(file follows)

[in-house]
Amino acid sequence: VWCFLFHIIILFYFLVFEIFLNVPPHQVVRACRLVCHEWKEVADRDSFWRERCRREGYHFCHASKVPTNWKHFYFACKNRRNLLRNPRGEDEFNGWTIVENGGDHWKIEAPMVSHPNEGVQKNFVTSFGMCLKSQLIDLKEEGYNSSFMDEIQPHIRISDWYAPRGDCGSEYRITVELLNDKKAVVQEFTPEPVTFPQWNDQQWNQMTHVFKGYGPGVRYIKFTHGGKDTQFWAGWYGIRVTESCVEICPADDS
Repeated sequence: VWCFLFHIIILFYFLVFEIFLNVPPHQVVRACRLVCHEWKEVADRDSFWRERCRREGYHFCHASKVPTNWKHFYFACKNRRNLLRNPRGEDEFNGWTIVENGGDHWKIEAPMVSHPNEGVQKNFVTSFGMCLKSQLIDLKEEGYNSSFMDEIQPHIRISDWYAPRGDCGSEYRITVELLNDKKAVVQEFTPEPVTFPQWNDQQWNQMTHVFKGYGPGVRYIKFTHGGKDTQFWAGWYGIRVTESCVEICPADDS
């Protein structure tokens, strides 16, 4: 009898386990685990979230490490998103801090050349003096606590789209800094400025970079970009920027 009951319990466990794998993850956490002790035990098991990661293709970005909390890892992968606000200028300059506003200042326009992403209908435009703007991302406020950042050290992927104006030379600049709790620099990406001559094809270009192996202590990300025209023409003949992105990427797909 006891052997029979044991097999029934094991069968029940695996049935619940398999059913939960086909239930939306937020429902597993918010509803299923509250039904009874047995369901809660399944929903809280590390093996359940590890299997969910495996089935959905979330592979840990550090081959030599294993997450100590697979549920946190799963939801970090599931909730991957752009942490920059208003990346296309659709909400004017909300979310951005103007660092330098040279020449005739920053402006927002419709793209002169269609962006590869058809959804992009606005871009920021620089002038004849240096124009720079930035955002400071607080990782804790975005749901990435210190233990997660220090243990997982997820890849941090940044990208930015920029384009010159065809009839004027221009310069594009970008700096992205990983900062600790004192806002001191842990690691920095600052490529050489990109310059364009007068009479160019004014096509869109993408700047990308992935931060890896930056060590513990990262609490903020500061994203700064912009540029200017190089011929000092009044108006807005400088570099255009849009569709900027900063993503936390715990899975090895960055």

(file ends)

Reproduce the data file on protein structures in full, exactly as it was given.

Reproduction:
[in-house]
Amino acid sequence: VWCFLFHIIILFYFLVFEIFLNVPPHQVVRACRLVCHEWKEVADRDSFWRERCRREGYHFCHASKVPTNWKHFYFACKNRRNLLRNPRGEDEFNGWTIVENGGDHWKIEAPMVSHPNEGVQKNFVTSFGMCLKSQLIDLKEEGYNSSFMDEIQPHIRISDWYAPRGDCGSEYRITVELLNDKKAVVQEFTPEPVTFPQWNDQQWNQMTHVFKGYGPGVRYIKFTHGGKDTQFWAGWYGIRVTESCVEICPADDS
Repeated sequence: VWCFLFHIIILFYFLVFEIFLNVPPHQVVRACRLVCHEWKEVADRDSFWRERCRREGYHFCHASKVPTNWKHFYFACKNRRNLLRNPRGEDEFNGWTIVENGGDHWKIEAPMVSHPNEGVQKNFVTSFGMCLKSQLIDLKEEGYNSSFMDEIQPHIRISDWYAPRGDCGSEYRITVELLNDKKAVVQEFTPEPVTFPQWNDQQWNQMTHVFKGYGPGVRYIKFTHGGKDTQFWAGWYGIRVTESCVEICPADDS
């Protein structure tokens, strides 16, 4: 009898386990685990979230490490998103801090050349003096606590789209800094400025970079970009920027 009951319990466990794998993850956490002790035990098991990661293709970005909390890892992968606000200028300059506003200042326009992403209908435009703007991302406020950042050290992927104006030379600049709790620099990406001559094809270009192996202590990300025209023409003949992105990427797909 006891052997029979044991097999029934094991069968029940695996049935619940398999059913939960086909239930939306937020429902597993918010509803299923509250039904009874047995369901809660399944929903809280590390093996359940590890299997969910495996089935959905979330592979840990550090081959030599294993997450100590697979549920946190799963939801970090599931909730991957752009942490920059208003990346296309659709909400004017909300979310951005103007660092330098040279020449005739920053402006927002419709793209002169269609962006590869058809959804992009606005871009920021620089002038004849240096124009720079930035955002400071607080990782804790975005749901990435210190233990997660220090243990997982997820890849941090940044990208930015920029384009010159065809009839004027221009310069594009970008700096992205990983900062600790004192806002001191842990690691920095600052490529050489990109310059364009007068009479160019004014096509869109993408700047990308992935931060890896930056060590513990990262609490903020500061994203700064912009540029200017190089011929000092009044108006807005400088570099255009849009569709900027900063993503936390715990899975090895960055």